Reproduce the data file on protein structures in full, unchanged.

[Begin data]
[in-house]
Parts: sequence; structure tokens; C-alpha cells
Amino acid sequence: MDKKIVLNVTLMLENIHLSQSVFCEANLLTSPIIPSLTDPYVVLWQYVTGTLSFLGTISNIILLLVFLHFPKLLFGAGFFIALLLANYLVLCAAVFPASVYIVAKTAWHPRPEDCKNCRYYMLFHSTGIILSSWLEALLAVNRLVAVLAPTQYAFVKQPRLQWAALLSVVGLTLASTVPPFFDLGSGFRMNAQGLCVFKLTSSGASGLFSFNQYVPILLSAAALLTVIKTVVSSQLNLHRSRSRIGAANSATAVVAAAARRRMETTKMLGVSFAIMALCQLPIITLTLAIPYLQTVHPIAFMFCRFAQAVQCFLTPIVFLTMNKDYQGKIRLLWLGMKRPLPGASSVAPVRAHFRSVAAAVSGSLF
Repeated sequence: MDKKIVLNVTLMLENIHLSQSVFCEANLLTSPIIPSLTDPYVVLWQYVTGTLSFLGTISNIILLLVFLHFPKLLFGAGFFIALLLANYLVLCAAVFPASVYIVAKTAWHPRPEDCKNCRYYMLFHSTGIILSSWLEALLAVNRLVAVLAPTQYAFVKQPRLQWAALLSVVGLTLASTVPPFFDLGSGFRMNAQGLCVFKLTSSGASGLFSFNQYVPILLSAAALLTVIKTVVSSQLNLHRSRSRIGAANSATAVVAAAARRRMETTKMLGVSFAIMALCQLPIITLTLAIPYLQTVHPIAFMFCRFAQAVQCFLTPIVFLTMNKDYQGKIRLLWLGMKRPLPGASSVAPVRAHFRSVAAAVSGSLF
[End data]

[in-house]
Parts: sequence; structure tokens; C-alpha cells
Amino acid sequence: MDKKIVLNVTLMLENIHLSQSVFCEANLLTSPIIPSLTDPYVVLWQYVTGTLSFLGTISNIILLLVFLHFPKLLFGAGFFIALLLANYLVLCAAVFPASVYIVAKTAWHPRPEDCKNCRYYMLFHSTGIILSSWLEALLAVNRLVAVLAPTQYAFVKQPRLQWAALLSVVGLTLASTVPPFFDLGSGFRMNAQGLCVFKLTSSGASGLFSFNQYVPILLSAAALLTVIKTVVSSQLNLHRSRSRIGAANSATAVVAAAARRRMETTKMLGVSFAIMALCQLPIITLTLAIPYLQTVHPIAFMFCRFAQAVQCFLTPIVFLTMNKDYQGKIRLLWLGMKRPLPGASSVAPVRAHFRSVAAAVSGSLF
Repeated sequence: MDKKIVLNVTLMLENIHLSQSVFCEANLLTSPIIPSLTDPYVVLWQYVTGTLSFLGTISNIILLLVFLHFPKLLFGAGFFIALLLANYLVLCAAVFPASVYIVAKTAWHPRPEDCKNCRYYMLFHSTGIILSSWLEALLAVNRLVAVLAPTQYAFVKQPRLQWAALLSVVGLTLASTVPPFFDLGSGFRMNAQGLCVFKLTSSGASGLFSFNQYVPILLSAAALLTVIKTVVSSQLNLHRSRSRIGAANSATAVVAAAARRRMETTKMLGVSFAIMALCQLPIITLTLAIPYLQTVHPIAFMFCRFAQAVQCFLTPIVFLTMNKDYQGKIRLLWLGMKRPLPGASSVAPVRAHFRSVAAAVSGSLF